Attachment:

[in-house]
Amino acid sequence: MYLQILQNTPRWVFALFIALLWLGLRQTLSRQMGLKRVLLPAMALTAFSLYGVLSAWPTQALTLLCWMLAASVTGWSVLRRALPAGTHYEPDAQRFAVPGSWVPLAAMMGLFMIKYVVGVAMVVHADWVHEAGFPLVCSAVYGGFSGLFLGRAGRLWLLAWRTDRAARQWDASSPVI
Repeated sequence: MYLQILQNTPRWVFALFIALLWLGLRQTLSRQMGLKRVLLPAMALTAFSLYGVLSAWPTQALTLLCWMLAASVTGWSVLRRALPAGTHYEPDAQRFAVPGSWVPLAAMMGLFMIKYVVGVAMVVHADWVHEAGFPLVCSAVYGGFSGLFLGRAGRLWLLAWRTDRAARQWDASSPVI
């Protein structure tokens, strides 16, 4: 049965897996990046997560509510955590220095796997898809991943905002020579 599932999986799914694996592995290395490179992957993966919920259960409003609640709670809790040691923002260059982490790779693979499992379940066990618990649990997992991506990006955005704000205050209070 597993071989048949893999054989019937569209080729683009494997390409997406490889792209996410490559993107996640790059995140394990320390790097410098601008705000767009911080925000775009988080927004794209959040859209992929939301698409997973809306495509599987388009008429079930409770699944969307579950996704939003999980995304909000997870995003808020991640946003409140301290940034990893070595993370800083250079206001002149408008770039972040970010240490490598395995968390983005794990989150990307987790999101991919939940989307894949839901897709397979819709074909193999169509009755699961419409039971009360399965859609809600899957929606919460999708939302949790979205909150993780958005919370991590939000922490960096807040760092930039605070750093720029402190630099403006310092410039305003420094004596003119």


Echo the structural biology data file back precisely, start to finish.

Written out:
[in-house]
Amino acid sequence: MYLQILQNTPRWVFALFIALLWLGLRQTLSRQMGLKRVLLPAMALTAFSLYGVLSAWPTQALTLLCWMLAASVTGWSVLRRALPAGTHYEPDAQRFAVPGSWVPLAAMMGLFMIKYVVGVAMVVHADWVHEAGFPLVCSAVYGGFSGLFLGRAGRLWLLAWRTDRAARQWDASSPVI
Repeated sequence: MYLQILQNTPRWVFALFIALLWLGLRQTLSRQMGLKRVLLPAMALTAFSLYGVLSAWPTQALTLLCWMLAASVTGWSVLRRALPAGTHYEPDAQRFAVPGSWVPLAAMMGLFMIKYVVGVAMVVHADWVHEAGFPLVCSAVYGGFSGLFLGRAGRLWLLAWRTDRAARQWDASSPVI
């Protein structure tokens, strides 16, 4: 049965897996990046997560509510955590220095796997898809991943905002020579 599932999986799914694996592995290395490179992957993966919920259960409003609640709670809790040691923002260059982490790779693979499992379940066990618990649990997992991506990006955005704000205050209070 597993071989048949893999054989019937569209080729683009494997390409997406490889792209996410490559993107996640790059995140394990320390790097410098601008705000767009911080925000775009988080927004794209959040859209992929939301698409997973809306495509599987388009008429079930409770699944969307579950996704939003999980995304909000997870995003808020991640946003409140301290940034990893070595993370800083250079206001002149408008770039972040970010240490490598395995968390983005794990989150990307987790999101991919939940989307894949839901897709397979819709074909193999169509009755699961419409039971009360399965859609809600899957929606919460999708939302949790979205909150993780958005919370991590939000922490960096807040760092930039605070750093720029402190630099403006310092410039305003420094004596003119």